How to Beat Creative Resistance—Part II

Despite our schedules, commitments and responsibilities, we can all find at least 10 minutes each day to improve our skills and ultimately, our lives. Here's my plan for improving my drawing:

This curriculum is simple and based on what I've read online, in books and was taught in classes: 15 minutes per weekday each on gesture, art instruction book (to be explained below), copying from other artists (also to be explained below) and anatomy. On weekends, I do 30 minutes each. I'm focusing on my deficient areas so as not to waste my practice time. Your needs may vary but the keys are to do a little every day AND to focus on the areas where you're lacking.

Gesture—If Glen Vilppu stresses getting the gesture right, it MUST be important. Not to mention that every figure drawing class I've ever taken began with 1–5 minute gesture drawings. It's not only a great way to warm up but is THE essential element of a good pose in a drawing.

My gesture drawings

Art Instruction Book—What do you call it when you buy endless books on drawing and animation and don't bother to read any of them or follow any of the suggestions? Resistance!

Starting with Andrew Loomis' "Drawing the Head and Hands," I came up with a plan to carefully study every how-to book I own. It's an ambitious goal but, as Robert Beverly Hale said (I think), if every book has just one helpful nugget, it's worth reading.

Copying—I read that one way to improve one's drawing is to copy other artists' work. Isn't that how people learned during the Renaissance?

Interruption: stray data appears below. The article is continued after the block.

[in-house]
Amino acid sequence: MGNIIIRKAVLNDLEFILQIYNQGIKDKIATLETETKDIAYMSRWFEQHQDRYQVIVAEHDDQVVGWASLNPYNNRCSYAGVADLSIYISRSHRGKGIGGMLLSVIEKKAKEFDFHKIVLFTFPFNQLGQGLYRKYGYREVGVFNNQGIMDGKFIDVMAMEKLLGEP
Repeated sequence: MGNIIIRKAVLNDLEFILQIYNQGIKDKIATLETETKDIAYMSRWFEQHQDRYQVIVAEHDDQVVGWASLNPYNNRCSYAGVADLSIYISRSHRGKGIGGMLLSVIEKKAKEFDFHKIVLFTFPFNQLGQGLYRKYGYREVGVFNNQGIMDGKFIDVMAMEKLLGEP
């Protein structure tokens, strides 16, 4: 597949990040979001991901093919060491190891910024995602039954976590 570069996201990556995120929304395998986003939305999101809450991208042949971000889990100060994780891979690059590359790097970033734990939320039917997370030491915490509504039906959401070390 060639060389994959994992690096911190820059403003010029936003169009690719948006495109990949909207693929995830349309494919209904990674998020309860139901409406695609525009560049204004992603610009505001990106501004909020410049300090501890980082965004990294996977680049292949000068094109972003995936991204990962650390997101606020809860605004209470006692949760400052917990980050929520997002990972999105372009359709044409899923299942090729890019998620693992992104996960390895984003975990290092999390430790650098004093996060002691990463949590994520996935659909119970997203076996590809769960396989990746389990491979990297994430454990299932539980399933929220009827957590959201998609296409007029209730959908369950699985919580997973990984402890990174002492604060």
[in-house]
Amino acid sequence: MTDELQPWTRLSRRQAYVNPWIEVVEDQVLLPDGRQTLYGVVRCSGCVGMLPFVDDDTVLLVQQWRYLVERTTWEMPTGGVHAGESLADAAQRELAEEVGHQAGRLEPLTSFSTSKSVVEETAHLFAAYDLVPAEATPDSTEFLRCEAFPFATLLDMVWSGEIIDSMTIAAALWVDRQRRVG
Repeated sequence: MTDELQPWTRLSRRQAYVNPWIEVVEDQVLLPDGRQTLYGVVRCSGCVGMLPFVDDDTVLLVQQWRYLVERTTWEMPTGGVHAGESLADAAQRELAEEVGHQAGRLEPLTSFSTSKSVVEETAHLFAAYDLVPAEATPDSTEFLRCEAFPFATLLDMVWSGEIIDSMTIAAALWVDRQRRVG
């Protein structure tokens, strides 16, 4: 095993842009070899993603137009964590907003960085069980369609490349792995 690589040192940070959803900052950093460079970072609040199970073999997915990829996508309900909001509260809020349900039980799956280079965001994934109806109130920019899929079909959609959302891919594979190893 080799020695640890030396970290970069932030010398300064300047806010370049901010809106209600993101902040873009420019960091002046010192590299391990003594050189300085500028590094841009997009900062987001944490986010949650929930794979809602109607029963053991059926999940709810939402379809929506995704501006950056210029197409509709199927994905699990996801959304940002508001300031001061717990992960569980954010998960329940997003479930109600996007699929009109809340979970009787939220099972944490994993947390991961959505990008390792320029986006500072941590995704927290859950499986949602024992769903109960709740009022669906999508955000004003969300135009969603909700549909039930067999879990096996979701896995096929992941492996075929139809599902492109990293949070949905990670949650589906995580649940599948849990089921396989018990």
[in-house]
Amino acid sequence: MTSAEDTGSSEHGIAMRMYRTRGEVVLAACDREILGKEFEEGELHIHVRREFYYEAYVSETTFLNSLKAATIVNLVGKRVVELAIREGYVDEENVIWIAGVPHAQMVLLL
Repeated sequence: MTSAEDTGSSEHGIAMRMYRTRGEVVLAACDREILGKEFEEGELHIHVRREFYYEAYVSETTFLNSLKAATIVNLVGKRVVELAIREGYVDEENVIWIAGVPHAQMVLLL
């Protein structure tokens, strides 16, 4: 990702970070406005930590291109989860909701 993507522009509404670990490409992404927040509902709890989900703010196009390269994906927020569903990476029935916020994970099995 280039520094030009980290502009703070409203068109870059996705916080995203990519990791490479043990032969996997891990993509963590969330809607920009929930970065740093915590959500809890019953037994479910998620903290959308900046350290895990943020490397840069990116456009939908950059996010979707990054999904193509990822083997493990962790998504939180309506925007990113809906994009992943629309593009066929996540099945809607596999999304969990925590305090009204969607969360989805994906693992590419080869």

I've always loved the drawing in the classic MAD Magazines. Armed with a DVD of pdf files of every MAD issue from the first until the 1980's or 1990's, every day I copy the drawings in those magazines, absorbing the basics of those artists' brilliance.

Some MAD magazine copying (plus a Preston Blair cute kitty copy!)

Anatomy—Since about 1993, I've gotten as far as learning the anatomy of the head down the body to the arms BUT have always abandoned it thereby forgetting EVERYTHING I've learned. This time, armed with two excellent books—Stephen Rogers Peck's "Atlas of Human Anatomy for the Artist" and Robert Beverly Hale's "Albinus on Anatomy"—I'm confident that I'll successfully learn the human musculature in its entirety. The Albinus book is unique in this it's the only one I've found that isolates each muscle so you can clearly see the origin and insertion points. VERY helpful!

I'm convinced that daily use of this routine will produce results. Whether you use this routine, someone else's or your own is not important. All that matters is consistently working to improve your own deficient areas (by the way, the same approach applies to physical workouts, too!)

Next post: a suggestion for ensuring solidity in your drawing.

No comments:

Post a Comment